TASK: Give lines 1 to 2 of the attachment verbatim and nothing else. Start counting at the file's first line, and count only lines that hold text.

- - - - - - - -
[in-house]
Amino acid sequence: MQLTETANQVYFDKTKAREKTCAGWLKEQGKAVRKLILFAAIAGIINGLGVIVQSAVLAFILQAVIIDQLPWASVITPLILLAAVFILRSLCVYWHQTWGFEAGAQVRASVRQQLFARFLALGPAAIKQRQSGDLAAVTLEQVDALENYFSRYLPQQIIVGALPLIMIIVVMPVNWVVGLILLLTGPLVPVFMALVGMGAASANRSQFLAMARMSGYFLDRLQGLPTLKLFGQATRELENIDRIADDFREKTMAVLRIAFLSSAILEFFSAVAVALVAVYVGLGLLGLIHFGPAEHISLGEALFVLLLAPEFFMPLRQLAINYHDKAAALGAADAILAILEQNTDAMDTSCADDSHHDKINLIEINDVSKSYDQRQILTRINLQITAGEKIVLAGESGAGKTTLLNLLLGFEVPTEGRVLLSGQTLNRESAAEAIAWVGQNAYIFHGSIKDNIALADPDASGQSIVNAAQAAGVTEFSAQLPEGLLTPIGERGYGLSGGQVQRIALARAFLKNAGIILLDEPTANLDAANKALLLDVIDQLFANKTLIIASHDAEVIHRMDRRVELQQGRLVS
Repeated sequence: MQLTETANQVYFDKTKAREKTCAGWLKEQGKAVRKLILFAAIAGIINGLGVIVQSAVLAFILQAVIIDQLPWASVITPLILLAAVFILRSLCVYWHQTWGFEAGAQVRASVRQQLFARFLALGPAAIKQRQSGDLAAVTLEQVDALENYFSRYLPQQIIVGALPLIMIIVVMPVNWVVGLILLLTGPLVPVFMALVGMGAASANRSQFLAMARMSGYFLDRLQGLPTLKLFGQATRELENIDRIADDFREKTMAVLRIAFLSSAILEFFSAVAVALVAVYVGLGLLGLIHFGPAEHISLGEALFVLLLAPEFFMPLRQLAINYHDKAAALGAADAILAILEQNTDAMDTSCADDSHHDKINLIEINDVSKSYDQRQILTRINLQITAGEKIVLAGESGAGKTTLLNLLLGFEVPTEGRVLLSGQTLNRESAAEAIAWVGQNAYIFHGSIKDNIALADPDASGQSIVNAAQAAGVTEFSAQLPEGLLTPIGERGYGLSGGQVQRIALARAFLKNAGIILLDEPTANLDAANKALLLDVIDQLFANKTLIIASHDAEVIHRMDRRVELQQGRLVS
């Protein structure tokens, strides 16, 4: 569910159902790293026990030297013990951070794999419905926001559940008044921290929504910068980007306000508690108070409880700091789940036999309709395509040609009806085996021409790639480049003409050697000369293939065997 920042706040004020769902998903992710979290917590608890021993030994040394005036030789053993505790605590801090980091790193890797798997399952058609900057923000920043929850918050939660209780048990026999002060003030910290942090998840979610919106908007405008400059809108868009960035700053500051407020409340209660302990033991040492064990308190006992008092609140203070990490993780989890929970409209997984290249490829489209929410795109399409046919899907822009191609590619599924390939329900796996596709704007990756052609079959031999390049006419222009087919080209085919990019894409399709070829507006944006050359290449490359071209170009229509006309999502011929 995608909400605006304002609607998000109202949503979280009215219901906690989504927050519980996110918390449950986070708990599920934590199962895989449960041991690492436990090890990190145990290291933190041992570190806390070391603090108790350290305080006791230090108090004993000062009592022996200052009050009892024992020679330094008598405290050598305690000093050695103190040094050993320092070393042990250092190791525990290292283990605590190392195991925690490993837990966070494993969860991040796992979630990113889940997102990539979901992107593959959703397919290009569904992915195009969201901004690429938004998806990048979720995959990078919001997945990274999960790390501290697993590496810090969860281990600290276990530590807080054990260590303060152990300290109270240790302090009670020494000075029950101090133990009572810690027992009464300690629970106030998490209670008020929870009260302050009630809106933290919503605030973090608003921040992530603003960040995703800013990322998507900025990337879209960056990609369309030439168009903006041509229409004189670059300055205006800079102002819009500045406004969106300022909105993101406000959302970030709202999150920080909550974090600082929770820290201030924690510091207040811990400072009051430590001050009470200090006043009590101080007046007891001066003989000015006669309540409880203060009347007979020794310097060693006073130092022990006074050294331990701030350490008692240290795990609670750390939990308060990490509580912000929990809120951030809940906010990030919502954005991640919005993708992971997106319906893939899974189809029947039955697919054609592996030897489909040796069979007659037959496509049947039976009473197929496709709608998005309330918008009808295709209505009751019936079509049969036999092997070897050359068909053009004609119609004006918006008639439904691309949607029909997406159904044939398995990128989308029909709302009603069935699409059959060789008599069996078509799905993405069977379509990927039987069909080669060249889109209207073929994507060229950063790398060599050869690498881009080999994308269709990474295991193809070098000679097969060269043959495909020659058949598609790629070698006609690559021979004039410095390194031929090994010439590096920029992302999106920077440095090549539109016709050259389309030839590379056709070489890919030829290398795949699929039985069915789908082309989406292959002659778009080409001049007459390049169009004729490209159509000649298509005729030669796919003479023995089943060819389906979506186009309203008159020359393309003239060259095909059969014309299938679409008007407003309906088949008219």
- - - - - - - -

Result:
[in-house]
Amino acid sequence: MQLTETANQVYFDKTKAREKTCAGWLKEQGKAVRKLILFAAIAGIINGLGVIVQSAVLAFILQAVIIDQLPWASVITPLILLAAVFILRSLCVYWHQTWGFEAGAQVRASVRQQLFARFLALGPAAIKQRQSGDLAAVTLEQVDALENYFSRYLPQQIIVGALPLIMIIVVMPVNWVVGLILLLTGPLVPVFMALVGMGAASANRSQFLAMARMSGYFLDRLQGLPTLKLFGQATRELENIDRIADDFREKTMAVLRIAFLSSAILEFFSAVAVALVAVYVGLGLLGLIHFGPAEHISLGEALFVLLLAPEFFMPLRQLAINYHDKAAALGAADAILAILEQNTDAMDTSCADDSHHDKINLIEINDVSKSYDQRQILTRINLQITAGEKIVLAGESGAGKTTLLNLLLGFEVPTEGRVLLSGQTLNRESAAEAIAWVGQNAYIFHGSIKDNIALADPDASGQSIVNAAQAAGVTEFSAQLPEGLLTPIGERGYGLSGGQVQRIALARAFLKNAGIILLDEPTANLDAANKALLLDVIDQLFANKTLIIASHDAEVIHRMDRRVELQQGRLVS